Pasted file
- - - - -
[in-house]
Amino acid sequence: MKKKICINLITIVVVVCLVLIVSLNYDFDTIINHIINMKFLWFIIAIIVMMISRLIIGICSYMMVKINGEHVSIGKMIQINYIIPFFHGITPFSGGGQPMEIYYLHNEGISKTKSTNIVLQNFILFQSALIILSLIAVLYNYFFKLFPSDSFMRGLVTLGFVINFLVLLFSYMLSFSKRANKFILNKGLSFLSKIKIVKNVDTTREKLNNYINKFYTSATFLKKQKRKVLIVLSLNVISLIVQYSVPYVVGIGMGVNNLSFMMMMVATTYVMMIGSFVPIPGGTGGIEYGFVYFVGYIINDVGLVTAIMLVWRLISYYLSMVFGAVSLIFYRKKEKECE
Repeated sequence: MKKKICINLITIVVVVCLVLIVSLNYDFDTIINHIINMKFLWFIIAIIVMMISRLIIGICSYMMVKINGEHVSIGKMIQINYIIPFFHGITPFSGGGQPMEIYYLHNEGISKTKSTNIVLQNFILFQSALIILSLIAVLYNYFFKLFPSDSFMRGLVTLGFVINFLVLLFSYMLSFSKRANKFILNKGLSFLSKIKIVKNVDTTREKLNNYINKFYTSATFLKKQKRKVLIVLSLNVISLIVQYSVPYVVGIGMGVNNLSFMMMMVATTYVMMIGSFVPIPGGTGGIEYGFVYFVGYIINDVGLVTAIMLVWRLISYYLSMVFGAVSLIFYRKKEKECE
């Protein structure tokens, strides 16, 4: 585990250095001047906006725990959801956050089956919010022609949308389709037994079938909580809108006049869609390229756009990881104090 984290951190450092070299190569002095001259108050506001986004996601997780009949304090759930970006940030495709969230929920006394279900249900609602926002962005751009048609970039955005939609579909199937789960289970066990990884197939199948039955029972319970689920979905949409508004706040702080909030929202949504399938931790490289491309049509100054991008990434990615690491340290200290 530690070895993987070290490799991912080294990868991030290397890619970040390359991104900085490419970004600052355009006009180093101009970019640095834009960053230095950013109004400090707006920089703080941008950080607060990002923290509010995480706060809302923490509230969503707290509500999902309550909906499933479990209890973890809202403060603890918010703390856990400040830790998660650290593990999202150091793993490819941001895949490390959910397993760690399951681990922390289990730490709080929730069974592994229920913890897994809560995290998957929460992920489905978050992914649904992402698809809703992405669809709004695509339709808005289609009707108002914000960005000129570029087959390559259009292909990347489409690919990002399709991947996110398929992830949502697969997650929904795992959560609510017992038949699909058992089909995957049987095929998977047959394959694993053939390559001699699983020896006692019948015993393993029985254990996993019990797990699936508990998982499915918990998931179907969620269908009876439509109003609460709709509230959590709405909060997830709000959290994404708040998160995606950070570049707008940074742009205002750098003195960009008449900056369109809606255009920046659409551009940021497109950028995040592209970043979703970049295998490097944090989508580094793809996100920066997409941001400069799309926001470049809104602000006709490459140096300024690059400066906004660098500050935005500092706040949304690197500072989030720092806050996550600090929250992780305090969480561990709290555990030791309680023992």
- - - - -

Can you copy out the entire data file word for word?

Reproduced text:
[in-house]
Amino acid sequence: MKKKICINLITIVVVVCLVLIVSLNYDFDTIINHIINMKFLWFIIAIIVMMISRLIIGICSYMMVKINGEHVSIGKMIQINYIIPFFHGITPFSGGGQPMEIYYLHNEGISKTKSTNIVLQNFILFQSALIILSLIAVLYNYFFKLFPSDSFMRGLVTLGFVINFLVLLFSYMLSFSKRANKFILNKGLSFLSKIKIVKNVDTTREKLNNYINKFYTSATFLKKQKRKVLIVLSLNVISLIVQYSVPYVVGIGMGVNNLSFMMMMVATTYVMMIGSFVPIPGGTGGIEYGFVYFVGYIINDVGLVTAIMLVWRLISYYLSMVFGAVSLIFYRKKEKECE
Repeated sequence: MKKKICINLITIVVVVCLVLIVSLNYDFDTIINHIINMKFLWFIIAIIVMMISRLIIGICSYMMVKINGEHVSIGKMIQINYIIPFFHGITPFSGGGQPMEIYYLHNEGISKTKSTNIVLQNFILFQSALIILSLIAVLYNYFFKLFPSDSFMRGLVTLGFVINFLVLLFSYMLSFSKRANKFILNKGLSFLSKIKIVKNVDTTREKLNNYINKFYTSATFLKKQKRKVLIVLSLNVISLIVQYSVPYVVGIGMGVNNLSFMMMMVATTYVMMIGSFVPIPGGTGGIEYGFVYFVGYIINDVGLVTAIMLVWRLISYYLSMVFGAVSLIFYRKKEKECE
């Protein structure tokens, strides 16, 4: 585990250095001047906006725990959801956050089956919010022609949308389709037994079938909580809108006049869609390229756009990881104090 984290951190450092070299190569002095001259108050506001986004996601997780009949304090759930970006940030495709969230929920006394279900249900609602926002962005751009048609970039955005939609579909199937789960289970066990990884197939199948039955029972319970689920979905949409508004706040702080909030929202949504399938931790490289491309049509100054991008990434990615690491340290200290 530690070895993987070290490799991912080294990868991030290397890619970040390359991104900085490419970004600052355009006009180093101009970019640095834009960053230095950013109004400090707006920089703080941008950080607060990002923290509010995480706060809302923490509230969503707290509500999902309550909906499933479990209890973890809202403060603890918010703390856990400040830790998660650290593990999202150091793993490819941001895949490390959910397993760690399951681990922390289990730490709080929730069974592994229920913890897994809560995290998957929460992920489905978050992914649904992402698809809703992405669809709004695509339709808005289609009707108002914000960005000129570029087959390559259009292909990347489409690919990002399709991947996110398929992830949502697969997650929904795992959560609510017992038949699909058992089909995957049987095929998977047959394959694993053939390559001699699983020896006692019948015993393993029985254990996993019990797990699936508990998982499915918990998931179907969620269908009876439509109003609460709709509230959590709405909060997830709000959290994404708040998160995606950070570049707008940074742009205002750098003195960009008449900056369109809606255009920046659409551009940021497109950028995040592209970043979703970049295998490097944090989508580094793809996100920066997409941001400069799309926001470049809104602000006709490459140096300024690059400066906004660098500050935005500092706040949304690197500072989030720092806050996550600090929250992780305090969480561990709290555990030791309680023992």